We wanted a traditional Jewish wedding, but, as two women, we weren’t a traditional Jewish couple.
From our journey down the aisle to the blessings after the wedding meal, every part of the ceremony seemed to hint that it wasn’t intended for us. Even though the traditional Birkat HaMazonGrace after meal: traditional versions include four blessings for the food, the land, Jerusalem and God's goodness. There also are many abbreviated or alternative versions. (blessing after the meal) text addresses different possible family situations, it does not include ours. The betrothal blessing Birkat ErusinLit. Betrothal Once a separate ceremony, but now a segment of the contemporary wedding ceremony. specifically mentions biblically forbidden relationships, prohibiting exactly what we were intending to do. And even before we rewrote the words of the ketubahThe Jewish wedding contract. Traditionally, the ketubah protected the wife in marriage by spelling out the husband's obligations to her and guaranteeing her a financial settlement in case of divorce. Throughout the ages, ketubot (plural) have been illuminated and calligraphed, becoming significant as Jewish art. Today, all manner of egalitarian ketubot are written. Some dispense with the financial and legal aspects, focusing more on the emotional and spiritual sides of the relationship. Others maintain the rabbis' concern with the practical, but define mutual obligations for each spouse., we had to grapple with the fact that traditionally only the man signs it. As we worked through these issues we found both meaningful answers and a profound role for our tradition that we didn’t expect.
Overall, we did not see the Jewish wedding ceremony as homophobic, but rather as heterosexist. And we wanted what many other committed Jewish couples want—a Jewish wedding. At the time we got married, we were both studying to be rabbis. Jewish tradition holds a special place in our lives, and we never pictured ourselves getting married with anything other than the words which have been uttered by generations. We couldn’t see this most sacred moment going by without Judaism’s holy words.
But some of those holy words presented a problem for us. Aside from the simple changes: chatan v’kalah (groom and bride) to kalah v’kalah (bride and bride), there were philosophical struggles. One of the first blessings recited at a wedding speaks about “forbidden relationships”—including ones like ours. So that had to be changed. We opted to bless the loving couple instead of chastising forbidden relationships.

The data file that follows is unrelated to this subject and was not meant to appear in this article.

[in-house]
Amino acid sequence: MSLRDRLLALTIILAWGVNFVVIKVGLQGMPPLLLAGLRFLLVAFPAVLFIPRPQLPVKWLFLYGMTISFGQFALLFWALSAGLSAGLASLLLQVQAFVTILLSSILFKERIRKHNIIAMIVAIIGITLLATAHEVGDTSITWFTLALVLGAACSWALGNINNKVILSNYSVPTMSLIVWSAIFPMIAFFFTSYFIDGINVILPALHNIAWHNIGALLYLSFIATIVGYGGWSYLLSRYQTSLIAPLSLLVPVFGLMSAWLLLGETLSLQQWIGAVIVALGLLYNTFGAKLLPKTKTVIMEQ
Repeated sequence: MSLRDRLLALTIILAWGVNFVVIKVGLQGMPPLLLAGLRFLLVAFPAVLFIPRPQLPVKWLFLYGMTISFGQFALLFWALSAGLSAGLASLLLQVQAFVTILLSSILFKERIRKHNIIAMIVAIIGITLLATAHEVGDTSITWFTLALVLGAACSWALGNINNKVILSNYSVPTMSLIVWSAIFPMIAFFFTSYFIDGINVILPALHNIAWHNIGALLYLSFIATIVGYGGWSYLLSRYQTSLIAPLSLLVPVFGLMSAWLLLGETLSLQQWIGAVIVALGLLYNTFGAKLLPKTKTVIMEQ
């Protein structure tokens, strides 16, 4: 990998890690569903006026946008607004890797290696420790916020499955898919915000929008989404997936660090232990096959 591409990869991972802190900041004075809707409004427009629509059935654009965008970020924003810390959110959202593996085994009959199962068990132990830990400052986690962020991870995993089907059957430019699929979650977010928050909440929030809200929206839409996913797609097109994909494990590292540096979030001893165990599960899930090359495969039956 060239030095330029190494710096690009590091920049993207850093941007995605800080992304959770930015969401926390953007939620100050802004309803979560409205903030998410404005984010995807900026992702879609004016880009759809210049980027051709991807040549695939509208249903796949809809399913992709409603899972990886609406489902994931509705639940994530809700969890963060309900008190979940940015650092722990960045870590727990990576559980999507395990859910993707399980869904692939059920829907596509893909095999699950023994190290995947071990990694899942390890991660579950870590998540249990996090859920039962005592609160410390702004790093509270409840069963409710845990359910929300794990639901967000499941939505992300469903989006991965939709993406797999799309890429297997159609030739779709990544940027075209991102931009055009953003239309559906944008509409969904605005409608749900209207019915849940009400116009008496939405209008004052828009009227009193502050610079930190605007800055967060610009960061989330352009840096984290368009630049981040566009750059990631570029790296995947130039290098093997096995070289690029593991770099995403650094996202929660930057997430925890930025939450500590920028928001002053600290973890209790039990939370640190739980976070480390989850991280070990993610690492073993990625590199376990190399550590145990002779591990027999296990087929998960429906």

The actual line that changes the status of two single people into one married couple, “Harei at mekudeshet li b’taba’at zu k’dat MosheThe quintessential Jewish leader who spoke face to face with God, unlike any other prophet, and who freed the people from Egypt, led them through the desert for forty years, and received the Torah on Mt. Sinai. His Hebrew name is Moshe. v’Yisrael” (behold you are set apart for me with this ring according to the law of MosesThe quintessential Jewish leader who spoke face to face with God, unlike any other prophet, and who freed the people from Egypt, led them through the desert for forty years, and received the Torah on Mt. Sinai. His Hebrew name is Moshe. and IsraelLit. ''the one who struggles with God.'' Israel means many things. It is first used with reference to Jacob, whose name is changed to Israel (Genesis 32:29), the one who struggles with God. Jacob's children, the Jewish people, become B'nai Israel, the children of Israel. The name also refers to the land of Israel and the State of Israel.), presented a different kind of problem. Was our marriage “k’dat Moshe v’Yisrael,” according to the law of Moses and Israel? Was this the tradition of Moses and Israel that our sages envisioned? We added the phrase”ha’mitkhadeshet v’ha’mitpatakhat,” the ever-evolving law of Moses and Israel, because we don’t believe that tradition has ever stood still.
Our wedding marked a sacred day in our lives. We needed to see ourselves and our future family in Birkat Hamazon, to feel accepted by the ceremonial liturgy and to see our relationship reflected in our ketubah. Judaism has always evolved and adapted to new, modern realities. The changes we made to the Jewish wedding strove for inclusion in place of exclusion, and acceptance in place of judgment. In the end, even as we moved further away from some parts of tradition, we drew closer to others.
Researching and writing our ceremony opened our eyes to the richness of our tradition, and the ways it can be enhanced through modern evolution and additions. Rather than feel “left out and abandoned” by traditional Judaism, planning our wedding helped us to feel profoundly included in our ancient liturgical words.
Explore some of the rituals that Helayne and Jaimee used in their wedding:
Erusin: modern betrothal blessing
Evolving vows: language for ring exchange that recognizes ever-evolving laws of Moses
Sheva brakhot: wedding blessings for two female identified partners
Rabbi Helayne Shalhevet is the rabbi at Temple Beth Emeth of Mount SinaiAccording to the Torah, God, in the presence of the Jewish people, gave Moses the Torah on Mount Sinai (Har Sinai)., NY. Rabbi Jaimee Shalhevet is the associate rabbi at North Shore Synagogue of Syosset, NY. They both enjoy studying and teaching all that Judaism has to offer an evolving and ever-changing world. They live in Plainview, NY, with their son, Samuel.